My sincerest apologies to Catherine Lip for omitting reference to her last week when highlighting the standout performers at the Australian Juniors. Catherine scored 10/11 to become Australian Girls Champion and showed that she was perhaps Australia's biggest improver in 1999. She also showed a great deal of determination because she was virtually losing in three consecutive games. Well done Catherine!
In October/November this year our leading men and women will be representing Australia at the Chess Olympiad in Istanbul. It is traditional in Australian chess to hold an appeal for funds to assist our players with their travel costs. I'm pleased to launch the 2000 Olympiad Appeal with the following donations:
Gold Coast Chess Club 400
Chess Association of Queensland 300
Suncoast Chess Club 300
Graeme and Wendy Gardiner 300
Redcliffe Chess Club 100
Chess Stuff (Ian Murray) 100
The ACF will be delighted to receive donations which will be added to this list and published in this bulletin from time to time during the year.
SELECTIONS FOR OCEANIA ZONAL AND OLYMPIAD
ENTRIES ARE INVITED FOR:
1. Oceania 3.2b Zonal Championship Auckland (NZL) 20.5.00 - 28.5.00
Australia has two representatives (seeds) who will receive free entry and billet accommodation. Other players rated 2100+ may enter but must pay NZ$400 entry fee.
Persons wishing to be selected as one of Australia's two free representatives are asked to contact Robert Jamieson by 28.2.00.
2. Chess Olympiad, Istanbul, Turkey October/November 2000.
Persons wishing to be selected for either the Australian Olympiad Team or the Australian Women's Olympiad Team are invited to contact Robert Jamieson by 28.2.00.
It is intended to selected a squad of 10 players for the Olympiad and 8 players for the Womens Olympiad. The Olympiad teams will then be selected from these squads at the end of the Koshnitsky Chess Festival based on players' current form at that time.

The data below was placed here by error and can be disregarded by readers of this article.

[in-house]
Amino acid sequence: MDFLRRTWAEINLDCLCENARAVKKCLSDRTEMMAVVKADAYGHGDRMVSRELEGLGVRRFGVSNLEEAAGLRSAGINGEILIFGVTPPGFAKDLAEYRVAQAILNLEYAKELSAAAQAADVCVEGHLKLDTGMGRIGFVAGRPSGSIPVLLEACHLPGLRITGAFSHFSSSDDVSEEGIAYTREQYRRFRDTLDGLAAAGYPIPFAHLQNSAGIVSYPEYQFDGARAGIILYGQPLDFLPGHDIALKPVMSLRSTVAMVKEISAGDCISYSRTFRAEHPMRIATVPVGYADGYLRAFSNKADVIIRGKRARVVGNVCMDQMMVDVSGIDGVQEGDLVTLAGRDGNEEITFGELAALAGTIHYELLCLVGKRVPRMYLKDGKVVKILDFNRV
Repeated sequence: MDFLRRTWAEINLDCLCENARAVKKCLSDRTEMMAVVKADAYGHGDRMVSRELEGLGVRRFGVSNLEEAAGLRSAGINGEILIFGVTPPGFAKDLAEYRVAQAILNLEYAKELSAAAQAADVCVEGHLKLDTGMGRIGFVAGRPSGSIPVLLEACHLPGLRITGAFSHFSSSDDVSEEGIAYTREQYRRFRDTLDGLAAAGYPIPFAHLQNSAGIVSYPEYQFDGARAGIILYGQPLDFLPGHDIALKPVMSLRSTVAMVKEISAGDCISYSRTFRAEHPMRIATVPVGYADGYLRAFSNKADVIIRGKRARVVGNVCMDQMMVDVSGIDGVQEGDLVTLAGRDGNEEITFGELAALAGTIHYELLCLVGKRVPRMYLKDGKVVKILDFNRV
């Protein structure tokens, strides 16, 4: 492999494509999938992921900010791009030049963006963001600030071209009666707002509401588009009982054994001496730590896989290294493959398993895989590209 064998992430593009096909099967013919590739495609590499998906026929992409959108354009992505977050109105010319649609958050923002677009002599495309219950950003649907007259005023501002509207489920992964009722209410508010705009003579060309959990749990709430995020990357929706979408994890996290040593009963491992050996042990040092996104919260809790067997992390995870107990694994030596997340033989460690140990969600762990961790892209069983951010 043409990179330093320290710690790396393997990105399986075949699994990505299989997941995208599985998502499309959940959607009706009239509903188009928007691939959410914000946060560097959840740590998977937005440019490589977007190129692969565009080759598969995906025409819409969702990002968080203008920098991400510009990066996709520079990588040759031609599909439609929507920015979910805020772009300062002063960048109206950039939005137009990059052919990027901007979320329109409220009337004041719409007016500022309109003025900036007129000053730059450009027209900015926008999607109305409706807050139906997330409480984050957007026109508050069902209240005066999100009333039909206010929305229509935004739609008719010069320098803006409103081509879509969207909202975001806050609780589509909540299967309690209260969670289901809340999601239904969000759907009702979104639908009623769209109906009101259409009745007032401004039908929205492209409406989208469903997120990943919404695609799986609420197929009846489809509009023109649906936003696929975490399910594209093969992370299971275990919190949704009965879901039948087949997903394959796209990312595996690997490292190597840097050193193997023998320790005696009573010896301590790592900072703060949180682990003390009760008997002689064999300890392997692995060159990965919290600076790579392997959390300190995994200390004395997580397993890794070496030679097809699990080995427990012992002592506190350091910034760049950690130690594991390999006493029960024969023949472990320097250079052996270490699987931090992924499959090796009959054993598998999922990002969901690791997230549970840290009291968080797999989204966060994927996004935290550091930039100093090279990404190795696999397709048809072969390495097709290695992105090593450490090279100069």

Applicants should supply name, address, phone, fax & email contact details together with any brief results or comments that they wish the selectors to consider. Application by email is preferred.
ACF International Secretary, ROBERT JAMIESON, PO Box 716, Mt Waverley 3149. Fax: 03 9700-4917; email: firstname.lastname@example.org
AUSTRALIAN JUNIOR SELECTION INFORMATION
This year there are numerous tournaments that are available for Australian juniors. In the interests of speeding up the process the ACF has decided that it will not ask for applications to be filled out. The selectors will be given a complete result file starting from the (1999) Australian Open held in Queensland in January 1999 until and including the Australian Juniors 2000 in Churchill, Victoria.
A junior's age is based on his/her age on the 1st of January, 2000. FIDE considers anyone under 20 a junior.
For players who have represented Australia in 1999 your results will be included. If any junior has results from another tournament not mentioned please contact Manuel Weeks on 0411 161747 or fax-phone (02) 9547 1776 or email email@example.com
The ACF will publish a list of juniors on the web page as well as in the ACF bulletin (below) and every State Senior and Junior Association will receive a copy. If you believe that your name should be added to this list please contact myself (Manuel Weeks) or Graeme Gardiner.
A list of tournaments is as follows:
World Junior (under 20) Championships 2000 Yerevan, Armenia, 17 Sept to 2 Oct.
Asian Junior (under 20) Championships 2000 India, dates to be announced.
World Youth Festival, (under 18, under 16, under 14, under 12, under 10), Oropesa del Mar, Spain, October-November.
Asian Under 16 Championship, U.A.E., dates to be announced.
Asian Youth Festival. Under 14, Under 12, Under 10, Tehran, Iran, 25 March to 2 April.
World Youth Under 20 Team Championship, Rio de Janeiro, Brazil, 6-12 August.
Children's Chess Olympiad, 24 Sept to 4 Oct, Artek, Ukraine.
2140 q Smerdon, David
2037 v Saw, Geoffrey
1988 q Pizzato, Charles
1986 v Chow, Michael
1955 n Zhao, Zong-Yuan
1898 n Lopis, Rick
1894 n Tian, Kuan-Kuan
1873 n Lip, Michael
1820 w Boyd, Tristan
1813 t Oriol, Pablo
1789 n Charles, Gareth
1784 n Tan, Justin
1776 v Soloveychik, Sasha
1747 n Switzer, Timothy
1743 n Raposio, Robert
1719 w Galvin, Robert
1692 a Jovanovic, Peter
1683 v Bourmistrov, Denis
1676 n Rej, Tomek
1656 v Nemeth, Janos
1630 v Chow, Samuel
1626 w Taylor, Leon
1565 a Rafizadeh, Shervin
1536 q Humphrey, Jonathan
1630 v Chow, Samuel
1388 v Doidge, Matthew
1341 w Lim, Brendan
1319 v Lugo, Ruperto
1318 n Liang, Mark
1318 w Wang, Zhengbo
1297 a Oliver, Gareth
1291 q Page, Christopher
1261 q Barnard, Casey
1242 n Xie, Ken
1226 w Chan, Kah-Lok
1210 v Cram, Darren
1194 n Davyskib, Sasha
1175 n Suttor, Vincent
1169 n Yap, Edward
1163 n Chia, Nicholas